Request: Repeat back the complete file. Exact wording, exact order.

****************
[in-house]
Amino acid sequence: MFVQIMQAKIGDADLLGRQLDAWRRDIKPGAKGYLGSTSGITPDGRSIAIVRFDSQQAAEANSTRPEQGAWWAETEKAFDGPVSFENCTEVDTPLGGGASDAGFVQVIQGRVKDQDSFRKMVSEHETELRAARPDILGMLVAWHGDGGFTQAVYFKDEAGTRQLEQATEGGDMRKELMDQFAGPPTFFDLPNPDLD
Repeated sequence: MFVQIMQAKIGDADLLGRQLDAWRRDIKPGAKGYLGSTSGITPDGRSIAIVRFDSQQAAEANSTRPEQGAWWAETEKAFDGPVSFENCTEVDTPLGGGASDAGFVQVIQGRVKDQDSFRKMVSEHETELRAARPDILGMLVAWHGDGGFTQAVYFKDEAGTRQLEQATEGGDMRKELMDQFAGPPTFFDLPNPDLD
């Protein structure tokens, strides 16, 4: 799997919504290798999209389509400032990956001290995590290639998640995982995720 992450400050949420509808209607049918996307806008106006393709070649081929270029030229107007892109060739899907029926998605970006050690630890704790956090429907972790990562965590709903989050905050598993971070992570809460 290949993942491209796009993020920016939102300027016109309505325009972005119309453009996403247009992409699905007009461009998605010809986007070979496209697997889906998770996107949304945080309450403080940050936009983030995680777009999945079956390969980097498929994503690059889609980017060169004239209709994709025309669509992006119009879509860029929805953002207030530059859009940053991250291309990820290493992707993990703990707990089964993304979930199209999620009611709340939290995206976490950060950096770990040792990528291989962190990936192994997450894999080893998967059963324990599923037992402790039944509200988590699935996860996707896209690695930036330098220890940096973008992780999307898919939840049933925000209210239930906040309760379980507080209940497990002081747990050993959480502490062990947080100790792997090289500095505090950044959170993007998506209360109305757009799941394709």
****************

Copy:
[in-house]
Amino acid sequence: MFVQIMQAKIGDADLLGRQLDAWRRDIKPGAKGYLGSTSGITPDGRSIAIVRFDSQQAAEANSTRPEQGAWWAETEKAFDGPVSFENCTEVDTPLGGGASDAGFVQVIQGRVKDQDSFRKMVSEHETELRAARPDILGMLVAWHGDGGFTQAVYFKDEAGTRQLEQATEGGDMRKELMDQFAGPPTFFDLPNPDLD
Repeated sequence: MFVQIMQAKIGDADLLGRQLDAWRRDIKPGAKGYLGSTSGITPDGRSIAIVRFDSQQAAEANSTRPEQGAWWAETEKAFDGPVSFENCTEVDTPLGGGASDAGFVQVIQGRVKDQDSFRKMVSEHETELRAARPDILGMLVAWHGDGGFTQAVYFKDEAGTRQLEQATEGGDMRKELMDQFAGPPTFFDLPNPDLD
């Protein structure tokens, strides 16, 4: 799997919504290798999209389509400032990956001290995590290639998640995982995720 992450400050949420509808209607049918996307806008106006393709070649081929270029030229107007892109060739899907029926998605970006050690630890704790956090429907972790990562965590709903989050905050598993971070992570809460 290949993942491209796009993020920016939102300027016109309505325009972005119309453009996403247009992409699905007009461009998605010809986007070979496209697997889906998770996107949304945080309450403080940050936009983030995680777009999945079956390969980097498929994503690059889609980017060169004239209709994709025309669509992006119009879509860029929805953002207030530059859009940053991250291309990820290493992707993990703990707990089964993304979930199209999620009611709340939290995206976490950060950096770990040792990528291989962190990936192994997450894999080893998967059963324990599923037992402790039944509200988590699935996860996707896209690695930036330098220890940096973008992780999307898919939840049933925000209210239930906040309760379980507080209940497990002081747990050993959480502490062990947080100790792997090289500095505090950044959170993007998506209360109305757009799941394709």